"When Gangsta Rap Becomes Grim Reality"
The title of this post is taken from Chip Johnson's piece in yesterday's SF Chronicle. Johnson, who is black, describes one of the main causes of the Bay Area's chronic gun violence between young black men: the culture of thuggery and violence glorified in gangsta rap music and videos:
There isn't a city in the continental United States where teenagers have embraced the message of the gangster musician with more zeal than in Oakland, which has produced some of the most notable artists who make up the genre today. Unfortunately, the lifestyle glorified in the music videos is a dicey proposition in urban America, because some of our young people aren't just playing it---they're living it...But it's particularly galling to see corporate America cashing in on the carnage. I mean the record and fashion industries, and all the other companies promoting gangster-like behavior through the distribution of their products. It only makes matters worse. The kids on the streets of Oakland and other cities are just going along with what's hip and cool...
In an opinion piece in today's SF Examiner, Juan Williams, also black, is another soldier in the culture war that we all need to fight:
If systemic racism remains a reality, there is also a far more sinister obstacle facing African American young people today: a culture steeped in bitterness and nihilism, a culture that is a virtual blueprint for failure...The real question is how one does battle with the culture of failure that is poisoning young people -- and do so without incurring the wrath of critics who say we are closing our eyes to existing racial injustice and are "blaming the victim"...Incredibly, [Bill]Cosby's critics don't see the desperate need to pull a generational fire alarm to warn people about a culture of failure that is sabotaging any chance for black people in poverty to move up and help their children reach the security of economic and educational achievement. Not one mainstream civil rights group picked up on his call for marches and protests against bad parenting, drug dealers, hate-filled rap music and failing schools.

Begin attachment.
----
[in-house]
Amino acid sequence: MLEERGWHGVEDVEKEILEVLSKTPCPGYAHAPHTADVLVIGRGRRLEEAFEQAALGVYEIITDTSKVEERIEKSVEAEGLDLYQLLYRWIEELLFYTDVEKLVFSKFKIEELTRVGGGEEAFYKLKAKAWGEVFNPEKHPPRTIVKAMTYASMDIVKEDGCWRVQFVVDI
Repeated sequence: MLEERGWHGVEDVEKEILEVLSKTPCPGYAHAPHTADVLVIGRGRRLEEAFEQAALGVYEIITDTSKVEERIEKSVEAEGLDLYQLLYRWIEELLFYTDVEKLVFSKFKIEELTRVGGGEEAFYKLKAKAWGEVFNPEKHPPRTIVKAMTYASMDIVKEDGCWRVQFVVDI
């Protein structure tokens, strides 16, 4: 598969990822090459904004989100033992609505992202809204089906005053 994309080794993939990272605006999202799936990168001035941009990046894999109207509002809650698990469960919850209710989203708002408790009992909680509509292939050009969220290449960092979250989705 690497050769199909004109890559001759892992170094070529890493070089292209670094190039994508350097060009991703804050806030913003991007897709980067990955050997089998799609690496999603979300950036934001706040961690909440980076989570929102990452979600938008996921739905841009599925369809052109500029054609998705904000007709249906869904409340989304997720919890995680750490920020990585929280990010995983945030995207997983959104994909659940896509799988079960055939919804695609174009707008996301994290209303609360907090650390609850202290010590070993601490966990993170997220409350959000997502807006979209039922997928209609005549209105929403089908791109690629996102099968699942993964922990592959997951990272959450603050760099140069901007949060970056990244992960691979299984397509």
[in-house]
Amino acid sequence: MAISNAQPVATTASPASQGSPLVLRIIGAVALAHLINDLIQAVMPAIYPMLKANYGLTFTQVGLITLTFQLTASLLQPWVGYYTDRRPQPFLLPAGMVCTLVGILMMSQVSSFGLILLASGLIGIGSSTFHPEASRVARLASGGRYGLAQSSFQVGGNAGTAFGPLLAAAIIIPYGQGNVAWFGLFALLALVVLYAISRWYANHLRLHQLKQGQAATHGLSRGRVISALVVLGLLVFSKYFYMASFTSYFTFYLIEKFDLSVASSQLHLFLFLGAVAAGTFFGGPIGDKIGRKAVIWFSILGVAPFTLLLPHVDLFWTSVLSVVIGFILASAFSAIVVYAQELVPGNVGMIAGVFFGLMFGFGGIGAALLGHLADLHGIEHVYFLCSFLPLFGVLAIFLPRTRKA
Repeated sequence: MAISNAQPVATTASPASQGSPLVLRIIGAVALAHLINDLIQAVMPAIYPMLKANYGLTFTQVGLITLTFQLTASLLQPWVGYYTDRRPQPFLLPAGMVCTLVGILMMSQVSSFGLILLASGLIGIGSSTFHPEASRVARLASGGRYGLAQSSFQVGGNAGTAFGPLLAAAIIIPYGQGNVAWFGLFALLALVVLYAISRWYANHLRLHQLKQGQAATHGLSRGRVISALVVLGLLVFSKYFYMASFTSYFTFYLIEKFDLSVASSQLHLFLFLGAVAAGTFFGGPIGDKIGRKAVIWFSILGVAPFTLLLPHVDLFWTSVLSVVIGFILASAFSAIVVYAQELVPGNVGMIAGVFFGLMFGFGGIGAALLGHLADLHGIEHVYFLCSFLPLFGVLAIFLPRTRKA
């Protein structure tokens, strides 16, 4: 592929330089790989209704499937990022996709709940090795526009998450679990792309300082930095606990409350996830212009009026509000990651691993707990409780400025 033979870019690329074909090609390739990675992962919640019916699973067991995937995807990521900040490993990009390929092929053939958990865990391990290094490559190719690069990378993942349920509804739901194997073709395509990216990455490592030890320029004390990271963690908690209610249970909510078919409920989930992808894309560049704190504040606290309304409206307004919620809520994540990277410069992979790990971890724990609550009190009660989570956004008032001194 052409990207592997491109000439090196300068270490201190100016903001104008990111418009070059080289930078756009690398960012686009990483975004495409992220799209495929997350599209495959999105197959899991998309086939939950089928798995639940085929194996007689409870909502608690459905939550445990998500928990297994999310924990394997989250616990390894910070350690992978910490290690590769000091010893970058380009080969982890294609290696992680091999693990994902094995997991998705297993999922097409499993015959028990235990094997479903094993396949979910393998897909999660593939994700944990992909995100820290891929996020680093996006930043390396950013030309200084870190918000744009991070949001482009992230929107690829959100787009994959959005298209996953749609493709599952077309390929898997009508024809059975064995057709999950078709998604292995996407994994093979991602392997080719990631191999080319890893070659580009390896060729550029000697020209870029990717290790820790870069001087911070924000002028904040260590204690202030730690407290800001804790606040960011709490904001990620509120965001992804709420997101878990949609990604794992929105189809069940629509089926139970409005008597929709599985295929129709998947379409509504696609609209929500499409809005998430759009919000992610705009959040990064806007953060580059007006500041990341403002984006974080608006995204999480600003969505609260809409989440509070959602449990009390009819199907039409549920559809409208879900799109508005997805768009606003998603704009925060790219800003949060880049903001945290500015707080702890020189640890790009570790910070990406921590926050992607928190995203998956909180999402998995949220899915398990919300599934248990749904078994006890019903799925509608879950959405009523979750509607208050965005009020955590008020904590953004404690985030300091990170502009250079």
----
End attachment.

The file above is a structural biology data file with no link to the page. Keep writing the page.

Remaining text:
Why is it that we never hear city leaders or progressives even mention this aspect of the local gun violence problem? The SF Bay Guardian, the city's leftist weekly, even panders to the hip/hop, gangsta punks in its music section. White progressives wring their hands and shed crocodile tears every time another young black man is shot in SF, while refusing to acknowledge the cultural roots of gun violence, apparently because, as Williams points out, that would be "blaming the victim." But surely people in black neighborhoods dislike the gun play even more than the rest of us, since it's their communiy that's being held hostage by a small number of punks with guns.
There are no quick and easy solutions to the gun violence among young black men in SF, but the least we can do is recognize the important cultural dimensions of the problem. Like the struggle against the homicidal/suicidal Islamic crackpots, the cultural struggle against the violent, moronic gangsta/hip-hop garbage will be with us for a long time.